967 S.W. 2d 596 (Mo.Banc)
Case Facts: In late August 1994, Dennis Skillicorn, Allen Nicklasson, and Tim DeGraffenreid headed east from Kansas City to obtain illegal drugs. On August 23, 1994, during their return trip to Kansas City, the 1983 Chevrolet Caprice in which they were traveling broke down twenty-two miles east of the Kingdom City exit on I-70. An offer of assistance by a state trooper was refused. The next day they traveled 17 miles to the JJ overpass. They burglarized the nearby home of Merlin Smith, stole some guns and money, and used the stolen money to pay for a tow to Kingdom City. A garage in Kingdom City was unable to repair the extensive mechanical problems. They drove back toward the site of the robbery and the car stalled again. Between 4 and 5 p.m., Richard Drummond, a technical support supervisor for AT & T saw the stranded motorists and offered to take them to use a phone. He was driving a white company car.
Skillicorn and Nicklasson were both armed. They loaded the booty from the Smith burglary into the trunk of Drummond’s car. While Nicklasson held a gun to Drummond’s head, Skillicorn asked Drummond questions in order to calm him down, including whether Drummond’s “old lady” was going to miss him. As Drummond drove east, Skillicorn “got to thinking…if we let this guy off, he’s got this car phone.” So they disabled the car phone. Skillicorn stated that he later determined they would have to “lose” Drummond in the woods. At some point during this time, Nicklasson and Skillicorn discussed what they should do with Drummond. Skillicorn, in his sworn statement, claimed that Nicklasson said “he was going to, you know, do something to this guy. I tell him -you know, now, we’re trying to talk on the pretenses that-that, uh, this guy in the front seat don’t hear us too. Right? Right. ‘Cause, uh, I didn’t want him panicking.”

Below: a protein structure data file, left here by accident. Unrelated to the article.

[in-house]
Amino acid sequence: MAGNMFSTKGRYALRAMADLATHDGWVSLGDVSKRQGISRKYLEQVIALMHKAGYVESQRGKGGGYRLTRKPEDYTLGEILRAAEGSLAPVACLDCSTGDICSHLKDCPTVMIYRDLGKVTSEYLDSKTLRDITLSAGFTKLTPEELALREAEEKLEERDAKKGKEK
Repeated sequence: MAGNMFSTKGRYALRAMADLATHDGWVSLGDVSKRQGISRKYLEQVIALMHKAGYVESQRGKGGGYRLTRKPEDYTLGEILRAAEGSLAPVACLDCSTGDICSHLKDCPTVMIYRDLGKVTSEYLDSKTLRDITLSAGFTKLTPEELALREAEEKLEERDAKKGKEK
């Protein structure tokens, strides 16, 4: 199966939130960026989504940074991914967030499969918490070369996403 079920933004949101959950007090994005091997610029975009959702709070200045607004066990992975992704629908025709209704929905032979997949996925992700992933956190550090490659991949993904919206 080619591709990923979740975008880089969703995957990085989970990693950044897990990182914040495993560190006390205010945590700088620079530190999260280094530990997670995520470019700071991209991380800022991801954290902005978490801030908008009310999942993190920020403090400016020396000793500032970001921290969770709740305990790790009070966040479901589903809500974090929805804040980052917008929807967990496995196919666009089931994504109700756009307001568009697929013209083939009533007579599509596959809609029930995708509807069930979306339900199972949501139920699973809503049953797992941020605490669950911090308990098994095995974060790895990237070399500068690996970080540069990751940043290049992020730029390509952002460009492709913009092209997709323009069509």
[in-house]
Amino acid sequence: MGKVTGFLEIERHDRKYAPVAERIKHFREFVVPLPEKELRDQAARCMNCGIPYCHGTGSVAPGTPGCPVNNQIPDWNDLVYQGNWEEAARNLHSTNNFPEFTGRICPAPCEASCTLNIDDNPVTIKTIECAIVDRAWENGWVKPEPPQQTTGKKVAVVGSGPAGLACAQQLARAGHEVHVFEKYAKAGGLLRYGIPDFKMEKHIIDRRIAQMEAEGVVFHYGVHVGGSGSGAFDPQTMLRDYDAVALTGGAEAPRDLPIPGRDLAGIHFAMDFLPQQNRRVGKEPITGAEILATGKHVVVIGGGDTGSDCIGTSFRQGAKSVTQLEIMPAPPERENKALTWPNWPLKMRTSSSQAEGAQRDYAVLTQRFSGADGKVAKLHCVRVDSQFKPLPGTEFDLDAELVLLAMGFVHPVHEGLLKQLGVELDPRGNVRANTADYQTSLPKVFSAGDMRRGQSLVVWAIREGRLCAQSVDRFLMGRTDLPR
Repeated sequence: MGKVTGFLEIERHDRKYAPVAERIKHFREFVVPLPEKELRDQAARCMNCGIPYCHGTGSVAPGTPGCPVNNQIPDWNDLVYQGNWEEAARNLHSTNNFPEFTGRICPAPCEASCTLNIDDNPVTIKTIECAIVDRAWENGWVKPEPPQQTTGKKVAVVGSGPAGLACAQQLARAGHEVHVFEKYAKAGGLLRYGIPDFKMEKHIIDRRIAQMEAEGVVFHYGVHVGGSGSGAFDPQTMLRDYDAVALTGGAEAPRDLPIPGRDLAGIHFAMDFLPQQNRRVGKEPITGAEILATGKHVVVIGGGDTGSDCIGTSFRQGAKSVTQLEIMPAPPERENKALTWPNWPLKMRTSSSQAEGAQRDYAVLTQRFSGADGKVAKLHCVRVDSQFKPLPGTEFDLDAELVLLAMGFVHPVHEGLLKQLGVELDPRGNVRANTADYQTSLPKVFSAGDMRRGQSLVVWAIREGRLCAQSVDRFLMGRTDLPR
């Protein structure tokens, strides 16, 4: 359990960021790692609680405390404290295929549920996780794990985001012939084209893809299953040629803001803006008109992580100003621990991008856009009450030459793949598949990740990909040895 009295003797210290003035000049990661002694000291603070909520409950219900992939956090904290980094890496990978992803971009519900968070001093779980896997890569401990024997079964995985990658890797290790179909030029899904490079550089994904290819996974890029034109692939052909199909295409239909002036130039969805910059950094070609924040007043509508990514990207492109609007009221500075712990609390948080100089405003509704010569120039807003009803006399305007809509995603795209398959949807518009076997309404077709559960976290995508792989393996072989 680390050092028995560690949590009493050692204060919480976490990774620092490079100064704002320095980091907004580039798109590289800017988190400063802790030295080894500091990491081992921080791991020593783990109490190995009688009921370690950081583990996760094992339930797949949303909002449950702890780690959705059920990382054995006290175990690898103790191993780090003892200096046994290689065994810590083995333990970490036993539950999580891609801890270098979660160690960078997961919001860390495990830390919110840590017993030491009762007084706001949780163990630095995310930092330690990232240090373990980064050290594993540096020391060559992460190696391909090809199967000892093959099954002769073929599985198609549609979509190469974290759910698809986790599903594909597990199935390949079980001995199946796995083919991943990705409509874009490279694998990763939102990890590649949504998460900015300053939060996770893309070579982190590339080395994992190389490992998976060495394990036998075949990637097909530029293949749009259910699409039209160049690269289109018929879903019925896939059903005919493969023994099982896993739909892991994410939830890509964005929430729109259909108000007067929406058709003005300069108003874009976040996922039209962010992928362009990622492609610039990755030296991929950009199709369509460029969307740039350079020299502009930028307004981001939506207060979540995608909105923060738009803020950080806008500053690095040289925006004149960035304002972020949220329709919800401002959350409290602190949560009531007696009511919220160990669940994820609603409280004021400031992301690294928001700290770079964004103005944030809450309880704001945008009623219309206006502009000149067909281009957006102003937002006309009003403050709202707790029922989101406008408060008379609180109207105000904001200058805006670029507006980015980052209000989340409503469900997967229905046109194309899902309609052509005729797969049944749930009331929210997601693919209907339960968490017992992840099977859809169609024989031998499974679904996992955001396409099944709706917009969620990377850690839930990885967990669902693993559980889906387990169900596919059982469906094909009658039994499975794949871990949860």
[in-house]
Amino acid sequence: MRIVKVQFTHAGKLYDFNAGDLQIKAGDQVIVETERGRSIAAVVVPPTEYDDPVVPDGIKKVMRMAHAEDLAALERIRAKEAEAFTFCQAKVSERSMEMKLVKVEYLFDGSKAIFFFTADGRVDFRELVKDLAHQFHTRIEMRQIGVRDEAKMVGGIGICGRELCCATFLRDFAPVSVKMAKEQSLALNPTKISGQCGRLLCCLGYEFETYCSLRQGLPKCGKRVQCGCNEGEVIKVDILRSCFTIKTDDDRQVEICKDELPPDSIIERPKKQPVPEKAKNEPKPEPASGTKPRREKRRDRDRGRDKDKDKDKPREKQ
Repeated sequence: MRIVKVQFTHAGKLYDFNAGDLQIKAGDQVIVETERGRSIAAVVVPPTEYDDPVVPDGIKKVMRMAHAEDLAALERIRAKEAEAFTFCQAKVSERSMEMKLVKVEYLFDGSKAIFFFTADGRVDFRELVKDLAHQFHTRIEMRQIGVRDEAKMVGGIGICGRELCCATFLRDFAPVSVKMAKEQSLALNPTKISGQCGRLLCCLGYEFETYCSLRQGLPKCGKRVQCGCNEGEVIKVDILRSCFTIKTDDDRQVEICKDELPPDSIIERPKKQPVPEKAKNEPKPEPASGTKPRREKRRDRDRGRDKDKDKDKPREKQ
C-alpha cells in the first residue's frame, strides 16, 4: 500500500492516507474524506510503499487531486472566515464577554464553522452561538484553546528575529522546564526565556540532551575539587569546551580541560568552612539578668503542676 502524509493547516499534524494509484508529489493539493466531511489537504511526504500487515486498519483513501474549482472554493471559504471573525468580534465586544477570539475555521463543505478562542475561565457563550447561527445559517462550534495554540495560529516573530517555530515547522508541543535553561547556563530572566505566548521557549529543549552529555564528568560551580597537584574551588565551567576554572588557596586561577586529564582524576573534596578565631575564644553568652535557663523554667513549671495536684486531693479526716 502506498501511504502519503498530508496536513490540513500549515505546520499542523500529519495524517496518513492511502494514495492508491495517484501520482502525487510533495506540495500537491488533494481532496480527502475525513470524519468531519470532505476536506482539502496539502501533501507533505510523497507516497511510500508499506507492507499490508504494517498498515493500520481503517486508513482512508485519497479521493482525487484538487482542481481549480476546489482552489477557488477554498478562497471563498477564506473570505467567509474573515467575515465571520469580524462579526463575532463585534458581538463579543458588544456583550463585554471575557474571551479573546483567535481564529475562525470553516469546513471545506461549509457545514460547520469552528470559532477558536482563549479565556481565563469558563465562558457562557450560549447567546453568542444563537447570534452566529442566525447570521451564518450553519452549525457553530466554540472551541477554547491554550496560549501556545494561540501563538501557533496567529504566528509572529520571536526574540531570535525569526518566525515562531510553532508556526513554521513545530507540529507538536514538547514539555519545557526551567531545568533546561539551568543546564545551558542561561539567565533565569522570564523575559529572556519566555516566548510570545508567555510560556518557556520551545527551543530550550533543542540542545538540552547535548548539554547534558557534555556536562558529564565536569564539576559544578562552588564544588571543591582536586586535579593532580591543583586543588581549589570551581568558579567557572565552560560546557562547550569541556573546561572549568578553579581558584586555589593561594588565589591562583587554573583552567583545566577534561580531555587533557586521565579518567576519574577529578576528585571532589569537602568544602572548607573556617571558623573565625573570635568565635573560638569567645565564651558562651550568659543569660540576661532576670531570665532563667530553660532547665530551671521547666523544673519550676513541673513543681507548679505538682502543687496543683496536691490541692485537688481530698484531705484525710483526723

They directed Drummond to exit I-70 at the Highway T exit. They proceeded four miles on to County Road 202 to a secluded area where they ordered Drummond to stop his vehicle. As Nicklasson prepared to take Drummond through a field toward a wooded area, Skillicorn demanded Drummond’s wallet. Knowing Nicklasson had no rope or other means by which to restrain Drummond and that Nicklasson carried a loaded .22 caliber pistol, Skillicorn watched as Nicklasson lead Drummond toward a wooded area. There, Nicklasson shot Drummond twice in the head. Skillicorn acknowledged hearing two shots from the woods and that Nicklasson returned having “already done what he had to do.” Drummond’s remains were found eight days later.